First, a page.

CVM scientists unveil a molecular dial controlling intestinal dynamics

The innermost lining of the intestine, referred to as the epithelium, is the most rapidly renewing tissue in the human body. Here one day, replaced five days later. How does it happen? The answer to this question has huge implications for human health: the gut is the site of nutrient absorption and the first line of defense against ingested pathogens.

In recent research, Dr. Praveen Sethupathy ’03 and colleagues identified a molecule that responds to changes in diet and regulates the growth of the intestinal epithelium. “The intestinal epithelial sheet is so critical to our health – what are the molecules and the pathways that control its proper growth and function?”

Consider how the gut environment changes throughout the day: every time a morsel of food is eaten, or a drink of water swallowed, the epithelial lining senses these changes and responds accordingly. The different types of cells within the epithelium are specialized to perform different functions, such as absorbing nutrients, maintaining energy balance, and defending against foodborne pathogens. There are even cells that interact with neurons in the gut and send signals to the brain that shape how we’re feeling. Stem cells in the epithelium give rise to various intermediate progenitor cell types, each of which then differentiate into specific specialized cell types. Because the epithelium replaces itself every three to five days, these stem cells are very active.

What controls stem cell activity remains an active area of research, says Sethupathy, and to address it, he turned to a specific class of

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Graphical abstract depicting (left) the enteroendocrine lineage and miR-7's impact on intestinal stem cell differentiation. Right shows microscopic images   illustrating the effects of miR-7 on mouse enteroid growth. Image credit:Cellular and Molecular Gastroenterology and Hepatology

molecules known as microRNAs, which are important in controlling the rate of tissue growth in other organs, such as the pancreas, liver, and fat. They are also known to respond quickly to environmental changes, like diet. But little was known about the role of microRNAs in the intestine.

Under the guidance of Sethupathy, associate professor in the Department of Biomedical Sciences and director of the Center for Vertebrate Genomics, his team members Dr. Ajeet Singh, research assistant professor, Dr. Yu-Han (Amy) Hung, NYSTEM postdoctoral fellow, Dr. Mike Shanahan, research associate, and Dr. Matt Kanke, senior bioinformatics analyst, screened the epithelium for microRNAs using genomic tools. “Nobody had ever profiled microRNAs in all of the different cell types of the intestinal epithelium before, so we had a unique opportunity to paint the microRNA landscape of the gut,” Sethupathy said. Their studies picked up one particular microRNA, miR-7, as highly sensitive to dietary perturbations.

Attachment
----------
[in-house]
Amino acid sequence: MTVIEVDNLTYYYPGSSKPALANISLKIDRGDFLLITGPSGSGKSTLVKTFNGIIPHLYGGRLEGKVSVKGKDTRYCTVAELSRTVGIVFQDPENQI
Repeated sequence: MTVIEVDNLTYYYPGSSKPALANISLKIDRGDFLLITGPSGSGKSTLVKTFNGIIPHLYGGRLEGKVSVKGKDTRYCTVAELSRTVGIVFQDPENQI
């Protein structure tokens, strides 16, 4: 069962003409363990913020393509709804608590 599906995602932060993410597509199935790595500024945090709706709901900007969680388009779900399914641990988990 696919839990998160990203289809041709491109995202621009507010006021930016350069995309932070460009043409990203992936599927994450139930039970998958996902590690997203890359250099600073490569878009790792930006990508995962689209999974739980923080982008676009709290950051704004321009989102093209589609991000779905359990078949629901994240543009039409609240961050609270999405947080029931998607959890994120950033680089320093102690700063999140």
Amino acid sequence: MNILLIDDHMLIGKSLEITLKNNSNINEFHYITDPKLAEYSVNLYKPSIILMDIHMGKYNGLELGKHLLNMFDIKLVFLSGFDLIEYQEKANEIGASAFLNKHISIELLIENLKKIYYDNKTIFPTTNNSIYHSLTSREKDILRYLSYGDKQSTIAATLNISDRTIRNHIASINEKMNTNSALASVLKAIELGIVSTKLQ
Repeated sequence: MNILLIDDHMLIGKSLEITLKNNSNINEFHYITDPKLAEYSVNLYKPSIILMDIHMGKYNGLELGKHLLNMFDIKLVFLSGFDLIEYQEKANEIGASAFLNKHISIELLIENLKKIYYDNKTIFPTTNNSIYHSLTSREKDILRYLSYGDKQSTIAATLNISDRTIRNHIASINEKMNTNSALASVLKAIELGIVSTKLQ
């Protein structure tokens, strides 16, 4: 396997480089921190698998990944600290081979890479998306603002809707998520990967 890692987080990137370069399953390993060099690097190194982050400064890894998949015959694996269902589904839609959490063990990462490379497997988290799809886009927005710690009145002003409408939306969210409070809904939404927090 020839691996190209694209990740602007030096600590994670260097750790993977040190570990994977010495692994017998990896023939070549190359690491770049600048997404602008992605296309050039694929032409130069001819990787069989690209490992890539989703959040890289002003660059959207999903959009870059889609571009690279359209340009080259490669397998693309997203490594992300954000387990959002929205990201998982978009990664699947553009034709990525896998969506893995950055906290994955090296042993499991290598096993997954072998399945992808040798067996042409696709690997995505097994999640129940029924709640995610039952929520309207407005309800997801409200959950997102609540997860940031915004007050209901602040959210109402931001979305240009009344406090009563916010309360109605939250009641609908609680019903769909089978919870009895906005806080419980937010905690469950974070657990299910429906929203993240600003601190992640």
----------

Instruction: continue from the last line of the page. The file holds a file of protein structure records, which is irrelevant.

The team then ran experiments to study the function of miR-7 in mouse-derived enteroids, which are essentially “mini guts in a dish” that model the intestine outside the body. And, in close collaboration with Dr. Nicolas Buchon, associate professor in the Department of Entomology, and Dr. Allessandro Bonfini, a postdoctoral fellow in the Buchon lab, they also examined miR-7 within fruit flies. They found that both in mouse and flies miR-7 suppresses intestinal stem cell proliferation. The ongoing collaboration between the Buchon and Sethupathy labs has been highlighted at Cornell before.

One of the key findings was that miR-7 is highly enriched in the progenitor cells that give rise to specialized cells with endocrine function, called enteroendocrine cells (EECs). “We were impressed with the level of specificity,” Sethupathy said. EECs comprise just one or two percent of the intestinal lining, but they have a vital, outsized role in maintaining energy balance. These cells sense gut contents, secrete proteins that regulate digestion as well as energy levels. Scientists hypothesize that these cells might be scarce or malfunctioning among people with type 2 diabetes.

“Enteroids are a powerful system for studying the function of specific molecules in the gut epithelium,” Sethupathy said. “Our results appear to suggest that by modulating the amount of miR-7, we could dial the production of EECs up and down,” Sethupathy said.

In other words, when miR-7 is abundant, there are fewer stem cells and more EECs. The opposite is also true: when miR-7 is limited, there are more stem cells and fewer EECs.

“This opens up several exciting research possibilities,” he said. For example, in bariatric surgery, which is a highly effective but invasive intervention for diabetes, there are nearly immediate, positive metabolic effects that are independent of weight loss, such as restored blood glucose levels. “One possibility is that after bariatric surgery, the number and the function of EECs increases thereby allowing for improved metabolic health. Could it be that miR-7 is part of the mechanism behind this?” he asked. “That’s one thing we’re excited about as a next step.”

Sethupathy has also generated a mouse that lacks two of the different versions of miR-7 that are encoded in the genome. “Now we’re in the midst of studying, in the live mouse, whether the effects are similar to what we observed in the enteroids. The results so far are very promising.”

The study, “Enteroendocrine Progenitor Cell–Enriched miR-7 Regulates Intestinal Epithelial Proliferation in an Xiap-Dependent Manner,” was published in the November 19, 2019 issue of Cellular and Molecular Gastroenterology and Hepatology.

-By Alison Fromme

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